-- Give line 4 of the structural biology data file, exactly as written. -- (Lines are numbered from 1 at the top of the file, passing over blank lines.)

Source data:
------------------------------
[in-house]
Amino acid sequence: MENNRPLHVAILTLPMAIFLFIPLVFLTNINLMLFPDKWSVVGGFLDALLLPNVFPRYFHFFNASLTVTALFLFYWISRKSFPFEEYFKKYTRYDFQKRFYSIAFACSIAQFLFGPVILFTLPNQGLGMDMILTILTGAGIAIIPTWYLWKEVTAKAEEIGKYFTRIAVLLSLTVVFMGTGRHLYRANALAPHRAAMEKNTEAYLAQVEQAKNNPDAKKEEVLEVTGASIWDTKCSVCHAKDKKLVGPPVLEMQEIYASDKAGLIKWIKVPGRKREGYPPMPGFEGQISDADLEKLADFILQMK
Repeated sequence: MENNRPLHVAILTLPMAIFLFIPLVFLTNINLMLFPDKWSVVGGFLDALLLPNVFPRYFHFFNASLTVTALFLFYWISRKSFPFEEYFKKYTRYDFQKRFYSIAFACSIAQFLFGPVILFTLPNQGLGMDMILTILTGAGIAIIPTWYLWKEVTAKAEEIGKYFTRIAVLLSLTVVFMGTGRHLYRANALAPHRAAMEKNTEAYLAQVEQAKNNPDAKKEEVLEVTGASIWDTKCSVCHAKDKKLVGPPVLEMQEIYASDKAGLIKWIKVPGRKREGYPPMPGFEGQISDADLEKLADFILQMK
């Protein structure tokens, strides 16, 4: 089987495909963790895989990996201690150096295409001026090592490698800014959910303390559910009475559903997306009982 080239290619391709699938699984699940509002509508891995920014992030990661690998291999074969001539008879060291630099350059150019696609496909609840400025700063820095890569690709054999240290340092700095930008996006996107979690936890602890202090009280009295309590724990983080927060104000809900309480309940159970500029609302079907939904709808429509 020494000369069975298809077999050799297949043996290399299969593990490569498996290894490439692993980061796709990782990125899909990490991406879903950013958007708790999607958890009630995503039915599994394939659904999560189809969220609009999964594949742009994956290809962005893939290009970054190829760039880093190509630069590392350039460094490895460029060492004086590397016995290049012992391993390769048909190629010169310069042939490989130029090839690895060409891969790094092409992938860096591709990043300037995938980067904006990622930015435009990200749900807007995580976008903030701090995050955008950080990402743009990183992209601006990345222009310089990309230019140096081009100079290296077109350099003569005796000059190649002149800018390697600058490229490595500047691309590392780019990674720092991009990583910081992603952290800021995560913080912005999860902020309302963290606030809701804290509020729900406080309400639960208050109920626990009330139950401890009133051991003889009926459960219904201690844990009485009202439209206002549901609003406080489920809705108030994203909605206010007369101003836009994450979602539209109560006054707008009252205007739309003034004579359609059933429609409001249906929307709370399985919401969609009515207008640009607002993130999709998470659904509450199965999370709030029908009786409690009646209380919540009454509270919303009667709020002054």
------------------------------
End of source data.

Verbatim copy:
């Protein structure tokens, strides 16, 4: 089987495909963790895989990996201690150096295409001026090592490698800014959910303390559910009475559903997306009982 080239290619391709699938699984699940509002509508891995920014992030990661690998291999074969001539008879060291630099350059150019696609496909609840400025700063820095890569690709054999240290340092700095930008996006996107979690936890602890202090009280009295309590724990983080927060104000809900309480309940159970500029609302079907939904709808429509 020494000369069975298809077999050799297949043996290399299969593990490569498996290894490439692993980061796709990782990125899909990490991406879903950013958007708790999607958890009630995503039915599994394939659904999560189809969220609009999964594949742009994956290809962005893939290009970054190829760039880093190509630069590392350039460094490895460029060492004086590397016995290049012992391993390769048909190629010169310069042939490989130029090839690895060409891969790094092409992938860096591709990043300037995938980067904006990622930015435009990200749900807007995580976008903030701090995050955008950080990402743009990183992209601006990345222009310089990309230019140096081009100079290296077109350099003569005796000059190649002149800018390697600058490229490595500047691309590392780019990674720092991009990583910081992603952290800021995560913080912005999860902020309302963290606030809701804290509020729900406080309400639960208050109920626990009330139950401890009133051991003889009926459960219904201690844990009485009202439209206002549901609003406080489920809705108030994203909605206010007369101003836009994450979602539209109560006054707008009252205007739309003034004579359609059933429609409001249906929307709370399985919401969609009515207008640009607002993130999709998470659904509450199965999370709030029908009786409690009646209380919540009454509270919303009667709020002054």